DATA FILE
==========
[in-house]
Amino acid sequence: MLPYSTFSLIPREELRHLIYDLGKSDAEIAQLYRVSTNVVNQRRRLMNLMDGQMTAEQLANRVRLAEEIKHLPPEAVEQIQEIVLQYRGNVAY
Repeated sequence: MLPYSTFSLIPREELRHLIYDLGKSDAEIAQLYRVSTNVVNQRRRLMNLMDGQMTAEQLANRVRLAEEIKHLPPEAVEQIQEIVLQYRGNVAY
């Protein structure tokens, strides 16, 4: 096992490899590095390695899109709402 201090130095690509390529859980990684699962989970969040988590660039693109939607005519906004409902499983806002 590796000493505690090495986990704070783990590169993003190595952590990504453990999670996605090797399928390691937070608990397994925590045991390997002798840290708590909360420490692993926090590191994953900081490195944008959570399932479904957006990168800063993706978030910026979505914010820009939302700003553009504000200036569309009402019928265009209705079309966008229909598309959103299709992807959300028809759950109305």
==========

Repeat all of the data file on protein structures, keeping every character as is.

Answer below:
[in-house]
Amino acid sequence: MLPYSTFSLIPREELRHLIYDLGKSDAEIAQLYRVSTNVVNQRRRLMNLMDGQMTAEQLANRVRLAEEIKHLPPEAVEQIQEIVLQYRGNVAY
Repeated sequence: MLPYSTFSLIPREELRHLIYDLGKSDAEIAQLYRVSTNVVNQRRRLMNLMDGQMTAEQLANRVRLAEEIKHLPPEAVEQIQEIVLQYRGNVAY
């Protein structure tokens, strides 16, 4: 096992490899590095390695899109709402 201090130095690509390529859980990684699962989970969040988590660039693109939607005519906004409902499983806002 590796000493505690090495986990704070783990590169993003190595952590990504453990999670996605090797399928390691937070608990397994925590045991390997002798840290708590909360420490692993926090590191994953900081490195944008959570399932479904957006990168800063993706978030910026979505914010820009939302700003553009504000200036569309009402019928265009209705079309966008229909598309959103299709992807959300028809759950109305």